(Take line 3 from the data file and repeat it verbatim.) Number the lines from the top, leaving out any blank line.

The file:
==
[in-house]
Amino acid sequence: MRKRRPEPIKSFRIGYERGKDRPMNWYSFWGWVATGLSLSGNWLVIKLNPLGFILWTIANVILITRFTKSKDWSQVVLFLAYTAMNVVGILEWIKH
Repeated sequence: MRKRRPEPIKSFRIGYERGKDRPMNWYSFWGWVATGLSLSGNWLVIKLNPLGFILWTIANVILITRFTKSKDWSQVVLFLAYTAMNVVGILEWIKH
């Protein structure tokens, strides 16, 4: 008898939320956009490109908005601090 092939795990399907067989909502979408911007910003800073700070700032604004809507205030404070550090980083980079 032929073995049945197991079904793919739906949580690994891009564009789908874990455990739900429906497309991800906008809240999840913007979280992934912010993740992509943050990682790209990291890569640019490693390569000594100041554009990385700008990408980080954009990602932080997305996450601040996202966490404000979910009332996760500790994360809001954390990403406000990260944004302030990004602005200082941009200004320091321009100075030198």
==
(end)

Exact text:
Repeated sequence: MRKRRPEPIKSFRIGYERGKDRPMNWYSFWGWVATGLSLSGNWLVIKLNPLGFILWTIANVILITRFTKSKDWSQVVLFLAYTAMNVVGILEWIKH